Since When Did The FDA Dictate Criminal Policy?

We’ve listened to, and posted, a lot of Alan Colmes’ interviews with right-wing figures here in the past, but I don’t think we’ve ever come across one as frustrating and contentious as last night’s interview with the AFA’s Bryan Fischer. 

I can say for sure that I have never heard Colmes use the word “weasel” so many times in one interview, but it was entirely warranted as he had brought Fischer on to discuss his position that “those ‘who practice homosexuality’ should come under the purview of the law just as much as those who take people captive in order to sell them into slavery.” 

But Fischer refused to do so, stating, as he did in his follow-up post yesterday, that he never explicitly said that gays should be imprisoned, insisting rather that his point was that gays should be treated exactly the same as intravenous drug abusers. 

When Colmes attempted to get Fischer to explain just what he thinks should happen to drug abusers (and, by extension, gays) Fischer refused to say, simply repeating that whatever the policy is, it ought to be the same for gays.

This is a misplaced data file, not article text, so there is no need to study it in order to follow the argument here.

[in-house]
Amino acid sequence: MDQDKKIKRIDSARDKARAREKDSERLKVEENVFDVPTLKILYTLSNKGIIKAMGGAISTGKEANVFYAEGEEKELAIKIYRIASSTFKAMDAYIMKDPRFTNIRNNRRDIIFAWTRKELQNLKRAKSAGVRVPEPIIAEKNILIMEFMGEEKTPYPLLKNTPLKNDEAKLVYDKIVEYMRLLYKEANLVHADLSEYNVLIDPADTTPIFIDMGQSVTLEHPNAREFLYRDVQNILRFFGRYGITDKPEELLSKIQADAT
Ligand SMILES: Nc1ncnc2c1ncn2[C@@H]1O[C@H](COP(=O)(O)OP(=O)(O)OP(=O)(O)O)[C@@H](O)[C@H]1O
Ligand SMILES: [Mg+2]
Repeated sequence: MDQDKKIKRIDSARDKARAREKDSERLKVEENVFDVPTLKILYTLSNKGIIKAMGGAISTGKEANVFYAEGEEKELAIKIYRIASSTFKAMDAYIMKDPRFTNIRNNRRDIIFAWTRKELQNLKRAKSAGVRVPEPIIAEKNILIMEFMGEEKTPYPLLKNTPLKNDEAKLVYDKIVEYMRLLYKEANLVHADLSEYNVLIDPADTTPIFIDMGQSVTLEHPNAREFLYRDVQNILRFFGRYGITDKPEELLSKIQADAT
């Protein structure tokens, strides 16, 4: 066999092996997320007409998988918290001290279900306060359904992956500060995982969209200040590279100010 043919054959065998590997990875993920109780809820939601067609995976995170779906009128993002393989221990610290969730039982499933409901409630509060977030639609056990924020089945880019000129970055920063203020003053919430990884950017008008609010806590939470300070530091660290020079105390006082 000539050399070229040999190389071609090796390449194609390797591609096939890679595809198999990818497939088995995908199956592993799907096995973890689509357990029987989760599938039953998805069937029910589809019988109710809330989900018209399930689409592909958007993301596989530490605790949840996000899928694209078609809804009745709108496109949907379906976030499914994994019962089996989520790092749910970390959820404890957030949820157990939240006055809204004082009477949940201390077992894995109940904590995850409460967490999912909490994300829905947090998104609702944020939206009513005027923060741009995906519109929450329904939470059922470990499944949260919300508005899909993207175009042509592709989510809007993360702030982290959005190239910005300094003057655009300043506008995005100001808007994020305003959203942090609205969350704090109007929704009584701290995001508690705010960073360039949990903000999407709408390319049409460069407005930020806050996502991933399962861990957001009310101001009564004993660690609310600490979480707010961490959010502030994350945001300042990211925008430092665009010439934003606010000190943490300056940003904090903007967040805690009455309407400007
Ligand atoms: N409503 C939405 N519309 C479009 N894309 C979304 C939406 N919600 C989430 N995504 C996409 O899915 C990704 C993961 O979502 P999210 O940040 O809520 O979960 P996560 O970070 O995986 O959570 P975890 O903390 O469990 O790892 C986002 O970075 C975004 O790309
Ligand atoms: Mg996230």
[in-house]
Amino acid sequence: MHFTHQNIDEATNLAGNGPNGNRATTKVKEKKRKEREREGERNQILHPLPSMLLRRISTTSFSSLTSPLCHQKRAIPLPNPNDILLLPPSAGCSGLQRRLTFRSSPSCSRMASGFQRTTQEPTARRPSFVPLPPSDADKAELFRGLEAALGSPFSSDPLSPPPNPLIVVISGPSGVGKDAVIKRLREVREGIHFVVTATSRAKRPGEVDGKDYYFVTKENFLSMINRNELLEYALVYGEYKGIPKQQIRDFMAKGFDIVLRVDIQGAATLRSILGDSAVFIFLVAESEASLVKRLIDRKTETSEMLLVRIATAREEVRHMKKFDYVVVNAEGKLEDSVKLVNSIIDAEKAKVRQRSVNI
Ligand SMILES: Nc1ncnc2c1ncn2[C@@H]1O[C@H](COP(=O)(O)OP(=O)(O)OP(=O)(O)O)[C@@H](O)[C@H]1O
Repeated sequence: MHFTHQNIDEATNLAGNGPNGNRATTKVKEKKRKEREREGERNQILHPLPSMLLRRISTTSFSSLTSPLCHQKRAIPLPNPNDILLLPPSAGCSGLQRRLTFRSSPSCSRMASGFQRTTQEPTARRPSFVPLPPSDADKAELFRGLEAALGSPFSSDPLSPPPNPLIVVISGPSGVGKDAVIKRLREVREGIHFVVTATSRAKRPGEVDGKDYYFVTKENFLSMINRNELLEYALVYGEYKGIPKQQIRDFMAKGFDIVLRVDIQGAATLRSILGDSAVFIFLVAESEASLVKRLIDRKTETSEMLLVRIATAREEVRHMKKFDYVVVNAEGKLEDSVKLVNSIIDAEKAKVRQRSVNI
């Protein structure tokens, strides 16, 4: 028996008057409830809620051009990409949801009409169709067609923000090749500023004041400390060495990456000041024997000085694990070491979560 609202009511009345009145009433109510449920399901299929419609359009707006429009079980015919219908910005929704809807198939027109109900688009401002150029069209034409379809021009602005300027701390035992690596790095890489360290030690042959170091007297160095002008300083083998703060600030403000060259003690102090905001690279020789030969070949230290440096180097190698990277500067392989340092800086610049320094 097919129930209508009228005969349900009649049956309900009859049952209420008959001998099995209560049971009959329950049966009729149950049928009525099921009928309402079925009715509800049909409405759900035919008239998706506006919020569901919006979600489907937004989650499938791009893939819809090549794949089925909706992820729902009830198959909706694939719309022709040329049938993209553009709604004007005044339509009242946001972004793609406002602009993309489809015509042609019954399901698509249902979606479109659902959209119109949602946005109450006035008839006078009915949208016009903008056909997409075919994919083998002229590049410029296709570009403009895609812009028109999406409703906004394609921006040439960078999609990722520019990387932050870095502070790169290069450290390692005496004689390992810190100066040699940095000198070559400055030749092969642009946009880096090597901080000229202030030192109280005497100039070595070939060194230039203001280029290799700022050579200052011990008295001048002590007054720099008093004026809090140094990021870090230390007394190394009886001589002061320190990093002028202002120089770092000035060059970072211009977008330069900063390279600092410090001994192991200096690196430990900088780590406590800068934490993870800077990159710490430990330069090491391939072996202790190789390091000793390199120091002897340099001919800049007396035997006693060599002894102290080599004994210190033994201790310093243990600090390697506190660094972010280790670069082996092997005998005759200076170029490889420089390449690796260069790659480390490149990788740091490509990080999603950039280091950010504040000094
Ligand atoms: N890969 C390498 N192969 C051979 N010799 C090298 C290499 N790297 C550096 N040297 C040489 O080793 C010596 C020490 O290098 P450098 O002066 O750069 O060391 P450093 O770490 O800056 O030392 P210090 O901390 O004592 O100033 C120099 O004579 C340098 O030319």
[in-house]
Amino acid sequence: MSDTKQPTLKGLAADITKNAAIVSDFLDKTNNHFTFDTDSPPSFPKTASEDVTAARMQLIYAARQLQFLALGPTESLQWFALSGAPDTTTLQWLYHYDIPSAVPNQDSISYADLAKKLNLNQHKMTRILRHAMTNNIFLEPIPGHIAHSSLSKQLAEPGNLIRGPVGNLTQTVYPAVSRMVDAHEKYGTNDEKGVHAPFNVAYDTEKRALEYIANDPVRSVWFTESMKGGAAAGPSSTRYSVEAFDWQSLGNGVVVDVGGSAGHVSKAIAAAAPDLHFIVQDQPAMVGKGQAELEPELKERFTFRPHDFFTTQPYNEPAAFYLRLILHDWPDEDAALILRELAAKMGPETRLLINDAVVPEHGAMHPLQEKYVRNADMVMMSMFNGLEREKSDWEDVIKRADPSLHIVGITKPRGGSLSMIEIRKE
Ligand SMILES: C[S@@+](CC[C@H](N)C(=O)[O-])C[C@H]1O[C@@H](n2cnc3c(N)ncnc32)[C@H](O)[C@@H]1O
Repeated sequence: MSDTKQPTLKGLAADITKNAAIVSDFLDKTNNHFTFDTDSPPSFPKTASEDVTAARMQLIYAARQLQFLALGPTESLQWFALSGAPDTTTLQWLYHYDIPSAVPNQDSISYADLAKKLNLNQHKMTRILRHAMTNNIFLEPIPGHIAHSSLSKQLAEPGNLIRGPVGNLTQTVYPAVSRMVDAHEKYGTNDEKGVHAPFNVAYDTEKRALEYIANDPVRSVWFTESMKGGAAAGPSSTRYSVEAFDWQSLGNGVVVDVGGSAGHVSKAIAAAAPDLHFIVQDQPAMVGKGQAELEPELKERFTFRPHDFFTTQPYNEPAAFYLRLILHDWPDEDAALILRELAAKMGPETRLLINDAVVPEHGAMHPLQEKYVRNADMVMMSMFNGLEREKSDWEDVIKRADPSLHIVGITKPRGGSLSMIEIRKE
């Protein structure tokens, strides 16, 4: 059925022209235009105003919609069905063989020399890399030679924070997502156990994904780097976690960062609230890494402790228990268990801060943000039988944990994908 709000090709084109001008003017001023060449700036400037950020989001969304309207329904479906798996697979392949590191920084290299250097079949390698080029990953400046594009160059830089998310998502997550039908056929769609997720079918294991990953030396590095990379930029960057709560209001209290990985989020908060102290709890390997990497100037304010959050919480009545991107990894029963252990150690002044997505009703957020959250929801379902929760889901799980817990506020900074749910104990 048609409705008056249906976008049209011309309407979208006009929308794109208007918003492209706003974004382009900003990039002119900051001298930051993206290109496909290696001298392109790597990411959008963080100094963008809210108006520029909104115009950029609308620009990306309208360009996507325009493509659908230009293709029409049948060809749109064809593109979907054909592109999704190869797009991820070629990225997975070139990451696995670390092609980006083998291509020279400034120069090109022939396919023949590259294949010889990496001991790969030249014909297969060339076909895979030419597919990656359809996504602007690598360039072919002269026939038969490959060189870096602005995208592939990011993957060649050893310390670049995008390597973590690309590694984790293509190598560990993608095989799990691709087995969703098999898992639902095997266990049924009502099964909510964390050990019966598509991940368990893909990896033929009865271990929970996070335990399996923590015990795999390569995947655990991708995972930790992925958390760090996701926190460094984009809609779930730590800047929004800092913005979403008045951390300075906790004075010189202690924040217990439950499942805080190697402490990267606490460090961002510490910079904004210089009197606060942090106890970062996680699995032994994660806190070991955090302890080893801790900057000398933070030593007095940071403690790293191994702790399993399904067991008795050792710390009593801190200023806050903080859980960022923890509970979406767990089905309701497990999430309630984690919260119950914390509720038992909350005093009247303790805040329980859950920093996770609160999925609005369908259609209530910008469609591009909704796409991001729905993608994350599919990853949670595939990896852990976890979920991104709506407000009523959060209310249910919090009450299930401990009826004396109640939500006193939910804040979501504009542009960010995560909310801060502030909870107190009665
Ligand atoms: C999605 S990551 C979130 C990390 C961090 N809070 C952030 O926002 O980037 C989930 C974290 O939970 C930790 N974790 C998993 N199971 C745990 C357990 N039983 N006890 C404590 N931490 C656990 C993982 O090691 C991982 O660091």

It went on for twenty minutes as Colmes tried to get Fischer to defend and explain his point, while Fischer played games with semantics and pretended that he was doing so: 

Basically, Fischer’s position is that if the law says that drug users get jail time and/or rehabilitation, then that is what should happen to gays as well.  And that view seems to rest entirely upon FDA policy banning gay men and intravenous drug users from donating blood.

I have no idea why Fischer thinks that this FDA policy regarding blood donation means that drug use and gay sex are exactly the same thing and ought to be treated the same in all regards. 

His logic seems to be that:

Intravenous drug use can spread HIV;

Gay male sex can spread HIV;

Intravenous drug use is illegal;

Therefore gay male sex should be illegal.

Of course, intravenous drug use is illegal not because it can spread HIV, but because all drug use is illegal.  Drug use has been illegal for decades in this country, long before the emergence of HIV. 

It is not the spread of HIV that makes drug use illegal, it is the drug use itself that is illegal. 

The fact that the FDA bans both intravenous drug users and gay men from donating blood is fundamentally irrelevant to the legality of either drug use or gay sex. 

For that matter, you know who else is banned from donating blood:

People who have received transplants of animal tissue or organs are excluded from giving blood because of the still largely unknown risks of transmitting unknown or emerging pathogens harbored by the animal donors. People who have recently traveled to or lived abroad in certain countries may be excluded because they are at risk for transmitting agents such as malaria or variant Creutzfeldt-Jakob Disease (vCJD).

So, using Fischer’s logic, organ donors and people who have lived abroad ought to be subject to the same punishments/treatments as drug users, since they too are banned by the FDA from donating blood for the very same reasons.